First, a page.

Fieldstone, limestone, river rock, split rock, red rock, or ledgestone?it doesn't matter what style, region, or theme you're trying to emulate?there's most likely a manufactured stone product line to match it. The components of manufactured stone include Portland cement, mineral oxide colors, and lightweight aggregates. You can fill the joints with grout or create a dry-laid look without grout joints between the stones. You can even find fieldstone with simulated moss on it. It's no wonder the trend toward stone facing has been revived nationwide.
Quick and Easy Installation
You can install manufactured stone on interior and exterior applications over most types of construction surfaces, and you don't need wall-ties, footings, or special structural support to hold the stone -- even in earthquake regions. You can install manufactured stone over clean and untreated concrete or masonry surfaces without any special wall preparations, but on building surfaces such as wood studs, plywood, and drywall, you have to construct a rigid mud-base subsurface similar to that needed for installing split brick or ceramic tile.
Prepare the Surface. To install manufactured stone on open studs, apply paper-backed, galvanized, 3/4-pound rib, expanded-metal lath nailed to your studs with galvanized nails or staples. Nail the lath every 6 inches vertically and 16 inches horizontally with nails that penetrate at least 1 inch into the studs. Then apply a 1/2-inch-thick scratch coat of mortar over the lath and allow it to cure for 48 hours before installing the stone.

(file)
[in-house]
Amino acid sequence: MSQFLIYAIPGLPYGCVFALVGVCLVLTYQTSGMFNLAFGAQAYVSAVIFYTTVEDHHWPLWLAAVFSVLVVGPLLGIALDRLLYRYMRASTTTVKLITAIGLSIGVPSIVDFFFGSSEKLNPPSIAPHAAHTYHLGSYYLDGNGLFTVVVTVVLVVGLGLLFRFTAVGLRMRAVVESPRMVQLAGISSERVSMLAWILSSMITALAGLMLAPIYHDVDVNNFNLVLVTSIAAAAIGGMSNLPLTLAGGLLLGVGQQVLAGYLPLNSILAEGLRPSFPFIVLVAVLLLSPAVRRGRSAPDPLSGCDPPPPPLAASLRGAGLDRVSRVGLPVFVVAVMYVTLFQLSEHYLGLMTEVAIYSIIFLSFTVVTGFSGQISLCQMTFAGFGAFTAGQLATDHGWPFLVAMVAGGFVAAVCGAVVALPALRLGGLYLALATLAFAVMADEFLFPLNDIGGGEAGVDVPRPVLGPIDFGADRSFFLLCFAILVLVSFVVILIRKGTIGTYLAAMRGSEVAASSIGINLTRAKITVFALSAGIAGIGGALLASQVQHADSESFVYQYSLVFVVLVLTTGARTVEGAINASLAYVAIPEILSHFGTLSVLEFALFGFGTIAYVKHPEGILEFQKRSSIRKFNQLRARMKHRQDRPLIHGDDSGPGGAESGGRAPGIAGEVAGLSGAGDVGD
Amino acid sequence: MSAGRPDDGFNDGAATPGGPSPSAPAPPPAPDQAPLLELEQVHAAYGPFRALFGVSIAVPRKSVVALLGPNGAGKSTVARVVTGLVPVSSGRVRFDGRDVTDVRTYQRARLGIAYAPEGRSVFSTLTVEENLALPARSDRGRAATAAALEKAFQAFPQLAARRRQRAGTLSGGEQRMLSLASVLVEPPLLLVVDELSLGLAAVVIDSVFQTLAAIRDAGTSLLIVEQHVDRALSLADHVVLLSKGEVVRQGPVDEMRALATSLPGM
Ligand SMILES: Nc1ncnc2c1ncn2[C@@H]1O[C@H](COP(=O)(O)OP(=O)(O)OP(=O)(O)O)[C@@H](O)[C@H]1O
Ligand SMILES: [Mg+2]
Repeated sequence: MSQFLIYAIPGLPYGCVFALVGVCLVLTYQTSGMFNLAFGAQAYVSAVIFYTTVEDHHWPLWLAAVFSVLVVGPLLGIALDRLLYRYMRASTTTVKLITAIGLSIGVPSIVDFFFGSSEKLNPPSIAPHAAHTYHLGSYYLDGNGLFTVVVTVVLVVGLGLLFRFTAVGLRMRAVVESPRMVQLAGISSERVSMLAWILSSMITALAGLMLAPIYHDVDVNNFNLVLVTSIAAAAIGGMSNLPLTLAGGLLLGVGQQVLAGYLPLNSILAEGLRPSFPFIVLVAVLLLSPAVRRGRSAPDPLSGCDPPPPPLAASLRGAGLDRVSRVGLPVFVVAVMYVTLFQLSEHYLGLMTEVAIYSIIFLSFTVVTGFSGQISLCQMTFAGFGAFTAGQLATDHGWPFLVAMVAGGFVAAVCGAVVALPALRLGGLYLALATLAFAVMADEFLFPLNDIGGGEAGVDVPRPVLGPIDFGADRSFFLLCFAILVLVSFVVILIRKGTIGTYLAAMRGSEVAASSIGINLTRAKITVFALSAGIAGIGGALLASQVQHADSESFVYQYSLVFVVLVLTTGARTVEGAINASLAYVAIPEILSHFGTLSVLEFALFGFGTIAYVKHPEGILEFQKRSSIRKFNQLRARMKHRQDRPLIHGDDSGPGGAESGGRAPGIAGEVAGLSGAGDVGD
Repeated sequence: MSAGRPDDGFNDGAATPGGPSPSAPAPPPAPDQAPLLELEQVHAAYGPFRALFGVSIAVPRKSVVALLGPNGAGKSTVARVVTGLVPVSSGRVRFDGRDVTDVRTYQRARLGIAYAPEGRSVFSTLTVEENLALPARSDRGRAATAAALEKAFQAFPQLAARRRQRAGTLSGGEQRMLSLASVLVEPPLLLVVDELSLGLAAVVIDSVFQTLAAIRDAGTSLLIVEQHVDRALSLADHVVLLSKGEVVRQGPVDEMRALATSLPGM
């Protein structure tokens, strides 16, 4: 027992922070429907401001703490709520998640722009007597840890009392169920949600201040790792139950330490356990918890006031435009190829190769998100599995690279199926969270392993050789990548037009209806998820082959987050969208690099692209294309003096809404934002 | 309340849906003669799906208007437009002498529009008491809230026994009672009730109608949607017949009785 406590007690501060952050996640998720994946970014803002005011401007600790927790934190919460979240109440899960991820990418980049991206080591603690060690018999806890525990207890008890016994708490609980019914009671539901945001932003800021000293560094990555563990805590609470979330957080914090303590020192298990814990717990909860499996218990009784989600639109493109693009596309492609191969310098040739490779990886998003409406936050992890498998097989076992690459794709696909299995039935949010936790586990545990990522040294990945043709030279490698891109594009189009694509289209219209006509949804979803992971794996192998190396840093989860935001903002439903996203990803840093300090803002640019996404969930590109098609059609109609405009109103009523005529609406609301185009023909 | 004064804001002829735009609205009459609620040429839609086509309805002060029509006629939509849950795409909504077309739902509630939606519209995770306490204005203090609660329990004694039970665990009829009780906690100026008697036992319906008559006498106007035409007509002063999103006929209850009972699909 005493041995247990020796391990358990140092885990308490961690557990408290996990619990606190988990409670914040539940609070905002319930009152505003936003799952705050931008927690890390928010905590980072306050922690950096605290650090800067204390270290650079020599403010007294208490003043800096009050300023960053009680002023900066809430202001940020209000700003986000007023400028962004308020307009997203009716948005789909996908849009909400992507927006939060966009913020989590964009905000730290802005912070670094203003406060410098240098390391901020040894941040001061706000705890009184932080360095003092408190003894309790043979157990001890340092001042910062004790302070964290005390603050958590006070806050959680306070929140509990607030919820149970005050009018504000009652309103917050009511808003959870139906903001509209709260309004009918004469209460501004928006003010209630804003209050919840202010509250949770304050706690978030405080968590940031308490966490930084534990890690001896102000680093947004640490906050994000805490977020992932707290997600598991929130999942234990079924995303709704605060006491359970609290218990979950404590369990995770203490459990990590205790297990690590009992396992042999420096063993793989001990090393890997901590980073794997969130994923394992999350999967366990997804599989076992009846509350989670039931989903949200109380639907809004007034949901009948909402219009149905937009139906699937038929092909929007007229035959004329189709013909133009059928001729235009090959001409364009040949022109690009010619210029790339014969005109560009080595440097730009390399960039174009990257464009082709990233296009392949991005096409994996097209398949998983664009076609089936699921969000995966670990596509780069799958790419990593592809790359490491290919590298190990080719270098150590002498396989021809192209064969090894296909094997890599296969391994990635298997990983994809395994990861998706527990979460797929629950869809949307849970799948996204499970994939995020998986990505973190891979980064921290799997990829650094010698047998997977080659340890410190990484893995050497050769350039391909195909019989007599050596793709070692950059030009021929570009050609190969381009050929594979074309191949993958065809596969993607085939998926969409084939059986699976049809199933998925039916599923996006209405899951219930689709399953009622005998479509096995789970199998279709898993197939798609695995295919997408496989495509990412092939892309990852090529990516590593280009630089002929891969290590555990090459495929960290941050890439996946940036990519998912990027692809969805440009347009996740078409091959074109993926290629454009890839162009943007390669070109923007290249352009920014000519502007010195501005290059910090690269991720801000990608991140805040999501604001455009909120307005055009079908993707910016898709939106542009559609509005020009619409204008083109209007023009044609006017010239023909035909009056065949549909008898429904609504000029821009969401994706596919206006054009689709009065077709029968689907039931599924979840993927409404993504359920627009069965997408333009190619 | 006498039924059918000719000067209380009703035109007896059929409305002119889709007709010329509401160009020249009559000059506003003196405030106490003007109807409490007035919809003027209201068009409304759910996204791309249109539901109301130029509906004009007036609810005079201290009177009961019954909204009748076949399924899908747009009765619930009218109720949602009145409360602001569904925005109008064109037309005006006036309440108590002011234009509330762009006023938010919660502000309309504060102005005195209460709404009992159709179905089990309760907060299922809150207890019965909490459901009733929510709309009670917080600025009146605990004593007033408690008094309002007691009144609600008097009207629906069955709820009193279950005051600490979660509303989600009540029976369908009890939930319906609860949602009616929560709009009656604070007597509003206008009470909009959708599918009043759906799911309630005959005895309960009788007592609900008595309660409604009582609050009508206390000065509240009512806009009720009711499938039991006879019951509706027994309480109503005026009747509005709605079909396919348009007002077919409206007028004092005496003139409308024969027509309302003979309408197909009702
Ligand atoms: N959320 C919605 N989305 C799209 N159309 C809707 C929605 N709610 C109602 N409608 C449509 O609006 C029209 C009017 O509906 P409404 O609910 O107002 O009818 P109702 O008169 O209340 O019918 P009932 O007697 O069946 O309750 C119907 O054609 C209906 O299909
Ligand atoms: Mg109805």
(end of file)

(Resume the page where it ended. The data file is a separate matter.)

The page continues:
Over wallboard, plywood, or rigid insulation board, start by covering the wall with a weather-resistant barrier, such as Kraft waterproof building paper or asphalt-saturated rag felt. Apply the weather barrier horizontally, and install 2.5-pound or heavier diamond mesh, expanded galvanized metal lath over this barrier with galvanized nails or staples. Apply a 1/2-inch scratch coat of mortar over the lath and allow it to set.
Lay Out the Stone. Before you start mortaring stones onto the wall, lay out about 25 square feet of stone on the floor near your work area. This allows you to play with the fit and color patterns before you set the stones in place. You'll want to achieve a balanced pattern of shapes, sizes, and colors on the wall. It's easier to do this when you have a pre-arranged area of stone to choose from, instead of just grabbing whatever stone comes next from the box. When working with several crates of stone, mix and select pieces from different boxes to ensure a better blend and a balanced appearance.